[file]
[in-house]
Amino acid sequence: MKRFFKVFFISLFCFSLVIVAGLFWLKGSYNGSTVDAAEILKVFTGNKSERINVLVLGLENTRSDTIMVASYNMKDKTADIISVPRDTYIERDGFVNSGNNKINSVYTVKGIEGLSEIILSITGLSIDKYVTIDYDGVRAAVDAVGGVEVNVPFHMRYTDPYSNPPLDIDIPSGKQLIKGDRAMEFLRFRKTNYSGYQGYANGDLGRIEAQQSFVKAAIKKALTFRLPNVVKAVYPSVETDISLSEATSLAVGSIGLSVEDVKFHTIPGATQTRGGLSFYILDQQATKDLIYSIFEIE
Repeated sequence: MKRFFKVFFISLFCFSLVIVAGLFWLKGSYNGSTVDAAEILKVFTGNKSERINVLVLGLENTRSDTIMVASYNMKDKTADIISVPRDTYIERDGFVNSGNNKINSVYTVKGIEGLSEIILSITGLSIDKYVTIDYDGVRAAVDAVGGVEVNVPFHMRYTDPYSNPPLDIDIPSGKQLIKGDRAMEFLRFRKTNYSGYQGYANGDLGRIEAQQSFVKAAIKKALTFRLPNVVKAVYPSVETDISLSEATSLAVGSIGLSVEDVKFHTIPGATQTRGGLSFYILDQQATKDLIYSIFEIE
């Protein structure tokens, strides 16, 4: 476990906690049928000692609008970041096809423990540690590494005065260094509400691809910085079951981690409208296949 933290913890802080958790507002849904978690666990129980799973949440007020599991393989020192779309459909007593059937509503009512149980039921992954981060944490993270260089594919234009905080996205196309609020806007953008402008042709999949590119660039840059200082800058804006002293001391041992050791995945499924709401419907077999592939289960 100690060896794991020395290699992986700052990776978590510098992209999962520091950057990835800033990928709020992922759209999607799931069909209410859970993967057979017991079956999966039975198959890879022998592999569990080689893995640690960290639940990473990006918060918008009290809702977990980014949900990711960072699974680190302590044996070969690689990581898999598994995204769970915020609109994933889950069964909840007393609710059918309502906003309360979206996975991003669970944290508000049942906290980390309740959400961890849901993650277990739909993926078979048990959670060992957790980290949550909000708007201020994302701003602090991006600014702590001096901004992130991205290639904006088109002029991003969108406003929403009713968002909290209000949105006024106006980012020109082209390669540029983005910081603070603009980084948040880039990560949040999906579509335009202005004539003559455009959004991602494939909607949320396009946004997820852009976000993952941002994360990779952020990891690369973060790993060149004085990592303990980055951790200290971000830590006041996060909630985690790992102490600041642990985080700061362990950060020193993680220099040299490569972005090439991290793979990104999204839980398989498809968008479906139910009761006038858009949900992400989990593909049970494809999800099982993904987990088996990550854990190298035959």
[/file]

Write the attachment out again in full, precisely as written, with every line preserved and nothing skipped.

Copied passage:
[in-house]
Amino acid sequence: MKRFFKVFFISLFCFSLVIVAGLFWLKGSYNGSTVDAAEILKVFTGNKSERINVLVLGLENTRSDTIMVASYNMKDKTADIISVPRDTYIERDGFVNSGNNKINSVYTVKGIEGLSEIILSITGLSIDKYVTIDYDGVRAAVDAVGGVEVNVPFHMRYTDPYSNPPLDIDIPSGKQLIKGDRAMEFLRFRKTNYSGYQGYANGDLGRIEAQQSFVKAAIKKALTFRLPNVVKAVYPSVETDISLSEATSLAVGSIGLSVEDVKFHTIPGATQTRGGLSFYILDQQATKDLIYSIFEIE
Repeated sequence: MKRFFKVFFISLFCFSLVIVAGLFWLKGSYNGSTVDAAEILKVFTGNKSERINVLVLGLENTRSDTIMVASYNMKDKTADIISVPRDTYIERDGFVNSGNNKINSVYTVKGIEGLSEIILSITGLSIDKYVTIDYDGVRAAVDAVGGVEVNVPFHMRYTDPYSNPPLDIDIPSGKQLIKGDRAMEFLRFRKTNYSGYQGYANGDLGRIEAQQSFVKAAIKKALTFRLPNVVKAVYPSVETDISLSEATSLAVGSIGLSVEDVKFHTIPGATQTRGGLSFYILDQQATKDLIYSIFEIE
């Protein structure tokens, strides 16, 4: 476990906690049928000692609008970041096809423990540690590494005065260094509400691809910085079951981690409208296949 933290913890802080958790507002849904978690666990129980799973949440007020599991393989020192779309459909007593059937509503009512149980039921992954981060944490993270260089594919234009905080996205196309609020806007953008402008042709999949590119660039840059200082800058804006002293001391041992050791995945499924709401419907077999592939289960 100690060896794991020395290699992986700052990776978590510098992209999962520091950057990835800033990928709020992922759209999607799931069909209410859970993967057979017991079956999966039975198959890879022998592999569990080689893995640690960290639940990473990006918060918008009290809702977990980014949900990711960072699974680190302590044996070969690689990581898999598994995204769970915020609109994933889950069964909840007393609710059918309502906003309360979206996975991003669970944290508000049942906290980390309740959400961890849901993650277990739909993926078979048990959670060992957790980290949550909000708007201020994302701003602090991006600014702590001096901004992130991205290639904006088109002029991003969108406003929403009713968002909290209000949105006024106006980012020109082209390669540029983005910081603070603009980084948040880039990560949040999906579509335009202005004539003559455009959004991602494939909607949320396009946004997820852009976000993952941002994360990779952020990891690369973060790993060149004085990592303990980055951790200290971000830590006041996060909630985690790992102490600041642990985080700061362990950060020193993680220099040299490569972005090439991290793979990104999204839980398989498809968008479906139910009761006038858009949900992400989990593909049970494809999800099982993904987990088996990550854990190298035959």